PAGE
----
The NMC submitted that the Committee “was entitled to make the decisions it had on the evidence it heard and the findings it reached……. the findings of the Appellant's lack of insight and understanding were sufficiently serious to merit a striking off in the wider public interest” (paragraph 9).

Mr Justice McGowan opined that the status quo was very unsatisfactory as it essentially left the Appellant in “professional limbo” for 10 years. As such, it would be in the interests of the public and the Appellant herself that a form of time limit be set, which should have been done on an earlier occasion. Notably, he stated as follows at paragraph 10:

“If the Appellant was repeatedly told that the completion of a Return to Practice course was the condition precedent to her return to practice then a failure, through no fault of her own, to complete such a course does not merit a striking off at this stage. It is unjustifiable, even in view of her lack of insight to strike her off when she has been prevented from complying with the required conditions. A time limit must be imposed and on all that I have heard and read it appears that the proper sanction in this case is that a Conditions of Practice Order requiring the appellant to complete a Return to Practice course within two years of this order is the proper sanction and should be substituted in combination with such of those earlier 10 requirements which remain appropriate”.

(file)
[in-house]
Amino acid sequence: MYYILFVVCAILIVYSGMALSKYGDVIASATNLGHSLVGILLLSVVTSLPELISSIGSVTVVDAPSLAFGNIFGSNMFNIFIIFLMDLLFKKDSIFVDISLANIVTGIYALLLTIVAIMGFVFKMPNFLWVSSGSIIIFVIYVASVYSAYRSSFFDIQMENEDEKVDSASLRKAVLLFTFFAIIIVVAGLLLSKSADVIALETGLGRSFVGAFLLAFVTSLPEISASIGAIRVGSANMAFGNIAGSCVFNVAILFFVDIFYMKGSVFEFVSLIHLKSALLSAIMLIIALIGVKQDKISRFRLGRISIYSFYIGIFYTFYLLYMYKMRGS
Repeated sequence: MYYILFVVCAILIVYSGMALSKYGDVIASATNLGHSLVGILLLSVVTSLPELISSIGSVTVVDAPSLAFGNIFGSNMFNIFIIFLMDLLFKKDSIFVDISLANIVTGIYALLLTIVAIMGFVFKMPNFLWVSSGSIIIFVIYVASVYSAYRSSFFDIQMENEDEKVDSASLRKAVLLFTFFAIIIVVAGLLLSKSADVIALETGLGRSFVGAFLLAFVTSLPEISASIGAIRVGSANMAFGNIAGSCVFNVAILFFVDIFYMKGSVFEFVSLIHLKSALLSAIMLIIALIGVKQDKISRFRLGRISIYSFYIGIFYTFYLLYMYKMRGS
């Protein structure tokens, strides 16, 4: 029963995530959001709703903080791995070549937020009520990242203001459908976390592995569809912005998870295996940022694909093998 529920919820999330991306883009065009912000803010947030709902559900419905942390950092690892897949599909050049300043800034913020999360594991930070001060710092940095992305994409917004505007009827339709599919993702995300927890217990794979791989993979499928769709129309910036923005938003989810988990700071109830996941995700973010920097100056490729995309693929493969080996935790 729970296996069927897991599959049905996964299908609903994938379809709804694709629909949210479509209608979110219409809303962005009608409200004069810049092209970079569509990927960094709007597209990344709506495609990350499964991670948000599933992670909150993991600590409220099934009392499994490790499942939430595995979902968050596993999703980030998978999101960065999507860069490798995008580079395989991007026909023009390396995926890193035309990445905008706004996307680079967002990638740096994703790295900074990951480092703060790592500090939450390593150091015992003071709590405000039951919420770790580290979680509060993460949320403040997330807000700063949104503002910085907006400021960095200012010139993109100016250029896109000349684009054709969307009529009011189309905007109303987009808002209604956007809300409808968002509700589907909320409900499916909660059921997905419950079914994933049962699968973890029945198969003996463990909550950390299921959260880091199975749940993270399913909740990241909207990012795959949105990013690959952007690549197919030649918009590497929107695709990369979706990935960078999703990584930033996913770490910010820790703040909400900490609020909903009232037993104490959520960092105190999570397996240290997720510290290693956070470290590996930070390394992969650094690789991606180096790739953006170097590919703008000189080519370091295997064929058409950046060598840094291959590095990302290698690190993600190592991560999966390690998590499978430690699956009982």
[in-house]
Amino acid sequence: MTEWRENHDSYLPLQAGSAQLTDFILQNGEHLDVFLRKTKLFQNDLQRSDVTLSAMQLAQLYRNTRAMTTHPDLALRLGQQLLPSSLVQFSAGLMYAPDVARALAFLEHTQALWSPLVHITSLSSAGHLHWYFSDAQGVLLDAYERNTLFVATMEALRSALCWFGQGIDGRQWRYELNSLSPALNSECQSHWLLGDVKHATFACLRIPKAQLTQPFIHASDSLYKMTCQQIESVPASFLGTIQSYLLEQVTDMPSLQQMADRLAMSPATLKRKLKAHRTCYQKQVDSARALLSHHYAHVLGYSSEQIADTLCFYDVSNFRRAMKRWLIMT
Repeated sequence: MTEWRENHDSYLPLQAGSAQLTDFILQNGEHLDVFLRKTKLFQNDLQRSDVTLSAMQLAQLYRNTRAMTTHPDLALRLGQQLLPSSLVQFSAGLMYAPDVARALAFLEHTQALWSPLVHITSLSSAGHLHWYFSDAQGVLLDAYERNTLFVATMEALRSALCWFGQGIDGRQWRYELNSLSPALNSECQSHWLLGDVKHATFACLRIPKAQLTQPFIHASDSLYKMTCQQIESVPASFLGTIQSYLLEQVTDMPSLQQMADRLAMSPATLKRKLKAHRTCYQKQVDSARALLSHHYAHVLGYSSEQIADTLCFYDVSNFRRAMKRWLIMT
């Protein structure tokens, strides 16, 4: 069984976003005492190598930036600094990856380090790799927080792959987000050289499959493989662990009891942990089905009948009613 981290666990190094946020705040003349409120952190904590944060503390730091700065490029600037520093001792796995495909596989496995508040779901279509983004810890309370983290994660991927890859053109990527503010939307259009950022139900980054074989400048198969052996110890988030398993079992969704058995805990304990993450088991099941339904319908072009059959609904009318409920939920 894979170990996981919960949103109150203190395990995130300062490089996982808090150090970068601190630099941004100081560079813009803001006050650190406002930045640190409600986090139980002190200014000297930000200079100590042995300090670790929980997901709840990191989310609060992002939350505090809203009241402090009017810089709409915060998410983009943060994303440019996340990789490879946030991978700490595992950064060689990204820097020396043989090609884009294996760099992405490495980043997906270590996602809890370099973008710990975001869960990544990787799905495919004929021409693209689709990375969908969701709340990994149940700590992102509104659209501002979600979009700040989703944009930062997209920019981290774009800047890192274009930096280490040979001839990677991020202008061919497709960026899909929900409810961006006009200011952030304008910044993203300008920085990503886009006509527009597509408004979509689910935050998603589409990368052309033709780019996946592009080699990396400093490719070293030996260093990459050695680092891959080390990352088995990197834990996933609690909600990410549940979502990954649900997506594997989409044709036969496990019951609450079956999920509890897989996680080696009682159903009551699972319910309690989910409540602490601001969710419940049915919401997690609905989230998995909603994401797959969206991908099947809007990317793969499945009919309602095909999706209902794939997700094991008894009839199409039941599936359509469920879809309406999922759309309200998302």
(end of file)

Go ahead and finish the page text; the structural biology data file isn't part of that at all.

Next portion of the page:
This is a helpful decision for those who defend Registrants in fitness to practise proceedings.

Once subject to a Conditions of Practice order, many Registrants experience difficulty (for a variety of reasons) adhering with requirements for training, and such likes. In this case, the Court has confirmed that where a condition is imposed, with no time limits, which require a Registrant to successfully complete training, it is not appropriate or proportionate for the Registrant to be struck off on review where they have been unable to comply after making efforts to do so. It should be clearly noted that the Court pointed to the Registrant’s genuine efforts to comply. As such, this decision is unlikely to carry any weight in circumstances where the Registrant has not taken proper steps to engage and comply with conditions regarding training.

This case is also helpful for Panel members, as it provides some pointers regarding the manner in which conditions are drafted, specifically around the inclusion of time limits for training to be completed so as to avoid the “professional limbo” which occurred in this case.